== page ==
One more thing: Women in the UK are bigger Internet fans than men.

Perhaps contrary to some people’s expectations, women in the UK spend more time online on average than men across almost all age groups, with the sole exception being the over 55s (where the time difference is pretty marginal)…

Gadgets – TechCrunch Natasha Lomas

A Dixons Carphone data breach that was disclosed earlier this summer was worse than initially reported. The company is now saying that personal data of 10 million customers could also have been accessed when its systems were hacked.

The European electronics and telecoms retailer believes its systems were accessed by unknown and unauthorized person/s in 2017, although it only disclosed the breach in June, after discovering it during a review of its security systems.

Last month it said 5.9M payment cards and 1.2M customer records had been accessed. But with its investigation into the breach “nearing completion”, it now says approximately 10M records containing personal data (but no financial information) may have been accessed last year — in addition to the 5.9M compromised payment cards it disclosed last month.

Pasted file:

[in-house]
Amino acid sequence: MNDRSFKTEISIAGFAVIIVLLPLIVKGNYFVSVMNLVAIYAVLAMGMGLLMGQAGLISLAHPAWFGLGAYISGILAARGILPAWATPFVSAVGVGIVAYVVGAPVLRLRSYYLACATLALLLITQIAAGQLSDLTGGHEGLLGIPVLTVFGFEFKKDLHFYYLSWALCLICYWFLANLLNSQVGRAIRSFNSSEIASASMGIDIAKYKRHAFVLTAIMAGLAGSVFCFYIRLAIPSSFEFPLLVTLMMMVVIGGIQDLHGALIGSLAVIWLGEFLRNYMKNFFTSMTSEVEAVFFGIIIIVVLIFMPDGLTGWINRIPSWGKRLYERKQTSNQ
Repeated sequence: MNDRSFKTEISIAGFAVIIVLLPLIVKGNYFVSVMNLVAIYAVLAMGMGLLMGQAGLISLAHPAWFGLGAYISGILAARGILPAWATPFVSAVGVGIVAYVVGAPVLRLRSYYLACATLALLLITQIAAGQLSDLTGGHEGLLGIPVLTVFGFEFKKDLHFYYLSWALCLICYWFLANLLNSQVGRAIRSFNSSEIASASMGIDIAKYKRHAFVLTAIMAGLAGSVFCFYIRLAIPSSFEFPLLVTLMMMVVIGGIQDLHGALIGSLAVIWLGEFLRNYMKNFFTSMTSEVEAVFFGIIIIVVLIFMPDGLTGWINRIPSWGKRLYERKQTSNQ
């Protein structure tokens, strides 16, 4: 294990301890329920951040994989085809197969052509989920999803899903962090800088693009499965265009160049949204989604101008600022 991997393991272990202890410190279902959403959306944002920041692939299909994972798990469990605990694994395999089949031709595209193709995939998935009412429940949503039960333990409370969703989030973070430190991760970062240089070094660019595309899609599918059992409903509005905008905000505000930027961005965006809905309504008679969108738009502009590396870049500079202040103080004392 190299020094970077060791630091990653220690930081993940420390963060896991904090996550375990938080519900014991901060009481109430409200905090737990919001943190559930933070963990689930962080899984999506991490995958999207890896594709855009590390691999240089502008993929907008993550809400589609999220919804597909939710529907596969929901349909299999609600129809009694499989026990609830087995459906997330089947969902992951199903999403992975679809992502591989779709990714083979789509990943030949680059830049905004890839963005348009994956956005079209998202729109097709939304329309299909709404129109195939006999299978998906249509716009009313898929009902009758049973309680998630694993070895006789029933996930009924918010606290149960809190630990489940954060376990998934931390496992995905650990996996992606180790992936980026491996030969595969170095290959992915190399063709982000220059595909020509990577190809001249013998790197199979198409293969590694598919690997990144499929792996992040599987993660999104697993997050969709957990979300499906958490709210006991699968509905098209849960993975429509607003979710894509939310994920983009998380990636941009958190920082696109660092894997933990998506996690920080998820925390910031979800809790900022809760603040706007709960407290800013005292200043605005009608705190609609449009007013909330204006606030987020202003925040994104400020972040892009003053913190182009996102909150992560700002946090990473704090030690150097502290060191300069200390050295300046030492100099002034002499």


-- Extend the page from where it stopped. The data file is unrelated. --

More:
“While there is now evidence that some of this data may have left our systems, these records do not contain payment card or bank account details and there is no evidence that any fraud has resulted. We are continuing to keep the relevant authorities updated,” the company said in a statement.

In terms of what personal data the 10M records contained, a Dixons Carphone spokeswoman told us: “This continues to relate to personal data, and the types of data that may have been accessed are, for example, name, address or email address.”

The company says it’s taking the precaution of contacting all its customers — to apologize and advise them of “protective steps to minimize the risk of fraud”.

It adds it has no evidence that the unauthorized access is continuing, having taken steps to secure its systems when the breach was discovered last month, saying: “We continue to make improvements and investments at pace to our security environment through enhanced controls, monitoring and testing.”